Parasites is a new film by Chad Ferrin that takes you on an adventure through the gritty underbelly of downtown Los Angeles. I was lucky enough to see a screening at Shriekfest 16 in Los Angeles on Friday, October 17. While the story focuses on a group of blood thirsty homeless maniacs on the hunt for a college student who is navigating his way through the lonely streets of downtown LA in the middle of the night, it is also a heavy handed social commentary. It highlights issues with the homeless and the disconnect between those who have too little and those who have too much. Parasites also drives home the ongoing epidemic of a predominant white police force at odds with the black community in a striking resemblance to the Black Lives Matter movement. The gritty streets of Downtown LA are magnified through the grainy film style that may or may not be due to a low budget, but either way this really works to the film’s advantage. A heavy use of synth music is reminiscent of 80’s era John Carpenter and the acting reminds me of a late night TV movie of the same era, both qualities work to the films advantage and disadvantage. I can attribute the grainy film quality and acting to artsy styling but the heavy social commentary borders on being too obvious. The ending is rather predictable within the first 20 minutes and yet the filmmakers went to great lengths to pepper the entire script with almost every racial slur your can imagine. Parasites is fun, gritty, energetic and certainly worth checking out and it borders on low-budget in a way that I can certainly enjoy.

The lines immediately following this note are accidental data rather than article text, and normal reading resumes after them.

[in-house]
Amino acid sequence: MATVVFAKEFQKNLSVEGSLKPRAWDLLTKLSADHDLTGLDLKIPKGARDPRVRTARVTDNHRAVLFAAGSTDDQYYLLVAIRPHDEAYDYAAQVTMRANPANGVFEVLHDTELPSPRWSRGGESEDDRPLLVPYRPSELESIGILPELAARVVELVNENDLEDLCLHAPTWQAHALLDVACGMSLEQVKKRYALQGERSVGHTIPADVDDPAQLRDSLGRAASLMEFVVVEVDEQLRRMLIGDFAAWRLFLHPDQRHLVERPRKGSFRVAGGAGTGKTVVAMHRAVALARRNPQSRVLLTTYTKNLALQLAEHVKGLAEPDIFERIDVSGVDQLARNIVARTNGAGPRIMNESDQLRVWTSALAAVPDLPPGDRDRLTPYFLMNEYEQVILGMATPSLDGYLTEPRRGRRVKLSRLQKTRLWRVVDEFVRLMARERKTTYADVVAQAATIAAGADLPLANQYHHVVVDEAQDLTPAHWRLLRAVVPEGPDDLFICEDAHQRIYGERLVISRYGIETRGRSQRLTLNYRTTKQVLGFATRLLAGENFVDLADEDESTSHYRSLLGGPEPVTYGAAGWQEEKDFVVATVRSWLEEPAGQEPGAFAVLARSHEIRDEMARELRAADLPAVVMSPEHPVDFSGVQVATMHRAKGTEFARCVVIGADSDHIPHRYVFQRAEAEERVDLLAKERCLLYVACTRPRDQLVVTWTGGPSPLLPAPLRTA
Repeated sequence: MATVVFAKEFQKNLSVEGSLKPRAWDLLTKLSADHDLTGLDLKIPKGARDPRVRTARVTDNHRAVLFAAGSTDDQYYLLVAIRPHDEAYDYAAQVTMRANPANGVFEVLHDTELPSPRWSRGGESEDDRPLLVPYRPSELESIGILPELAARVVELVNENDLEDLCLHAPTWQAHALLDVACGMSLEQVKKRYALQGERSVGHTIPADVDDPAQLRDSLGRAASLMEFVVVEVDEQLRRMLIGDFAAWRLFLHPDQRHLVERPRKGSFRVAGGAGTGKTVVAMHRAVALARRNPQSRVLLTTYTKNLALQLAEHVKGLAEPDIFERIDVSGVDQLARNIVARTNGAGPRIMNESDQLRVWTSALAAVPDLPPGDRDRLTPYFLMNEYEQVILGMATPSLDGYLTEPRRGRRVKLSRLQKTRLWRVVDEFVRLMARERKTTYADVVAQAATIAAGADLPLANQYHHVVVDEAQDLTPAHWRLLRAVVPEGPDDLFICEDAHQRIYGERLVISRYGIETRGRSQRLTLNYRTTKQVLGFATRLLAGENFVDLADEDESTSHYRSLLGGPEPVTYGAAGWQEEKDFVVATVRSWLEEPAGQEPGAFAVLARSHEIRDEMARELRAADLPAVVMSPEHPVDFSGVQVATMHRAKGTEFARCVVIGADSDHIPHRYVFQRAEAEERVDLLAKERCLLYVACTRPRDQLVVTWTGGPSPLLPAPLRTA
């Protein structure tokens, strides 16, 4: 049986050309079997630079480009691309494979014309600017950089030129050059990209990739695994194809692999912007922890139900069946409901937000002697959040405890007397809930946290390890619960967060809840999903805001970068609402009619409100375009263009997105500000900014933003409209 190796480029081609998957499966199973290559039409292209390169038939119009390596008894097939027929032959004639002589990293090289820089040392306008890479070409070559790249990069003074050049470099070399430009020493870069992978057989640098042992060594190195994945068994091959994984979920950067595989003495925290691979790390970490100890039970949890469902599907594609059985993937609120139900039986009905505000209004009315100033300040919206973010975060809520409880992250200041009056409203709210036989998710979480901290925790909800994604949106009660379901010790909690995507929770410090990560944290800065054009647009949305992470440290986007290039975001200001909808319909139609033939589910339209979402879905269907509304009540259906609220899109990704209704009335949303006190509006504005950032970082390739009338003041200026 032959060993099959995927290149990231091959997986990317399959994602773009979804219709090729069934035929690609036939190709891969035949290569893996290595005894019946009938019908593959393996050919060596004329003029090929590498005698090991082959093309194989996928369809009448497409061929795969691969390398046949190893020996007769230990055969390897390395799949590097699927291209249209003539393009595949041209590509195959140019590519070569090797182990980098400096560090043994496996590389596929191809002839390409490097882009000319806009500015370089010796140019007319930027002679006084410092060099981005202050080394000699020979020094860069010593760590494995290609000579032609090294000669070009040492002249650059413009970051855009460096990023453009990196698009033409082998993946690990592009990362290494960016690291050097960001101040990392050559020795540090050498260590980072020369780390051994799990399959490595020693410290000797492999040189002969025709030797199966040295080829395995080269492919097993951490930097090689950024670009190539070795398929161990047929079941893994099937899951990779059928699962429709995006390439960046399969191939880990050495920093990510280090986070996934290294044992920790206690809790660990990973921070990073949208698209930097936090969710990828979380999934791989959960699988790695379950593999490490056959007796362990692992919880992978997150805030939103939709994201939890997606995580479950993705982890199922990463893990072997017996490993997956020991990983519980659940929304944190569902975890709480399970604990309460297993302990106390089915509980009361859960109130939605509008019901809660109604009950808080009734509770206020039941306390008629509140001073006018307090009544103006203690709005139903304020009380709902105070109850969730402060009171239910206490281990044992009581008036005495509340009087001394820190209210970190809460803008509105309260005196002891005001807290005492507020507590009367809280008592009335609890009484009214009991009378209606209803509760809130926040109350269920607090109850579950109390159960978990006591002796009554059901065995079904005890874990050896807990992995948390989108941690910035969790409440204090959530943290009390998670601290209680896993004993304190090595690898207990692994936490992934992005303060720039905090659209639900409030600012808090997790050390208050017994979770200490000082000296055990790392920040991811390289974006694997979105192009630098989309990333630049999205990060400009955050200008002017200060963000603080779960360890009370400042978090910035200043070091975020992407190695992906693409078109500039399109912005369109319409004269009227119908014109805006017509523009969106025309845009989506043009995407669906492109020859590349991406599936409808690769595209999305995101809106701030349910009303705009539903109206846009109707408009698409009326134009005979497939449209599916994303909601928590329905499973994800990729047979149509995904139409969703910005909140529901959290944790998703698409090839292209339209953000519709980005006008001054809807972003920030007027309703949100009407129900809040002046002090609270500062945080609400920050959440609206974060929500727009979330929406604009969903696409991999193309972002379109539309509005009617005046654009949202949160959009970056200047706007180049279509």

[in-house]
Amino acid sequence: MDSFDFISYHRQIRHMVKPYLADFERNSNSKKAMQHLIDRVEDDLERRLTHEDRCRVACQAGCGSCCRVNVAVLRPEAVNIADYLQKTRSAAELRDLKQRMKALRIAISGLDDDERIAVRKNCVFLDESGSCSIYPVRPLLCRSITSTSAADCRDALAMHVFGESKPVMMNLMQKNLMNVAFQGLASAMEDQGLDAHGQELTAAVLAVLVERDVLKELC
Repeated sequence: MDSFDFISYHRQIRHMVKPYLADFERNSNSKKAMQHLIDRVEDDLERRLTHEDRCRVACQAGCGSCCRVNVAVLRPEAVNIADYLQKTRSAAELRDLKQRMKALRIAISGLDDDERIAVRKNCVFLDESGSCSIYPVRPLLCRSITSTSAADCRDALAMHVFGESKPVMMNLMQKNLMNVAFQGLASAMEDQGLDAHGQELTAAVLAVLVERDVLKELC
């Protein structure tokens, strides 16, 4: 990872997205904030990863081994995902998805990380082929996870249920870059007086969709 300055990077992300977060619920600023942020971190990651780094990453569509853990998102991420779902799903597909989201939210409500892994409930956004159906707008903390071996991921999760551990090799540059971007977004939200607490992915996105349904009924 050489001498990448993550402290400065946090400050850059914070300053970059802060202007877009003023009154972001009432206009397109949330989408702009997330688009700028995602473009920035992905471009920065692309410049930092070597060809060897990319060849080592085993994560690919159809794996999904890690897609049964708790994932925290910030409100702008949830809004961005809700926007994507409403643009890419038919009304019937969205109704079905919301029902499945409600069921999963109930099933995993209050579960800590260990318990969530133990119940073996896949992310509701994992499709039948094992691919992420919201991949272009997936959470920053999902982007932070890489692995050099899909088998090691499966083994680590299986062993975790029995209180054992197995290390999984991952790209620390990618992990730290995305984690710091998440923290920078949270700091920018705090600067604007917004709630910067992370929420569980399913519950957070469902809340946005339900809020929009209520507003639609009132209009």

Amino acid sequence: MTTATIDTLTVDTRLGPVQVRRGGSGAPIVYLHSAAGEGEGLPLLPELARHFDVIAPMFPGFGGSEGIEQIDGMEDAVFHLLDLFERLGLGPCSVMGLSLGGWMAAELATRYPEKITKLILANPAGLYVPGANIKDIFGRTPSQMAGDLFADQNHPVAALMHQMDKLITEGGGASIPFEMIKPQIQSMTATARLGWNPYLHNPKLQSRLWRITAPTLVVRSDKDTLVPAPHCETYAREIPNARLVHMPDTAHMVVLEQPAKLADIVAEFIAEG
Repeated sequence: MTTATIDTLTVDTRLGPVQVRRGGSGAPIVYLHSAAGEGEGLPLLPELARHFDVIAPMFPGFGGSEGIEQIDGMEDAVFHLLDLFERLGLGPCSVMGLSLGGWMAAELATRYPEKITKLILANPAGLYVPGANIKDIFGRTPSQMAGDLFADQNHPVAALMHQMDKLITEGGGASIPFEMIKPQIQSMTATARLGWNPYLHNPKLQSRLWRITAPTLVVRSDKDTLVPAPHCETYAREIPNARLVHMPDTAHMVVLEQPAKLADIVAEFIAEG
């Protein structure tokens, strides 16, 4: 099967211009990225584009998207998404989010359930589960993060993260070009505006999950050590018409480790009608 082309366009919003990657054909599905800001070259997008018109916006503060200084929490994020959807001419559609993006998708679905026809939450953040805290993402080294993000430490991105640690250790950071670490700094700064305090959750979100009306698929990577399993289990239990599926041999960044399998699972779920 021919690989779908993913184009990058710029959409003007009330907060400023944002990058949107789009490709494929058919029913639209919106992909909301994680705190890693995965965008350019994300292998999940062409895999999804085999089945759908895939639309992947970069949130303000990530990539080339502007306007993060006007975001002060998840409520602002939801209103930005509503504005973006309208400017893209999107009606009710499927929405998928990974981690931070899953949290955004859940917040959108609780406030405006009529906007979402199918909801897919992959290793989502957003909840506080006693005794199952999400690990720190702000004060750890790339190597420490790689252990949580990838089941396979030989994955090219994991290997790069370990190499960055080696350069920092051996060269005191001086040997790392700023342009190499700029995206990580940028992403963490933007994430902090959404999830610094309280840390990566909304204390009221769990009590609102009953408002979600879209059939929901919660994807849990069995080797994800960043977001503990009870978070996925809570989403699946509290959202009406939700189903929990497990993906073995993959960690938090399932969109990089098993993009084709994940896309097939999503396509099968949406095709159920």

CAST: Sean Samuels (Marshal Colter) / Robert Miano (Wilco) / Joseph Pilato (Wilde) / Suzanne Summer Ferry (Swallow) / Rich Lee (Rake) / Silvia Spross (Mona) / Kurt Bonzen (Wrench)
DIRECTOR: Chad Ferrin
SCREENWRITER: Chad Ferrin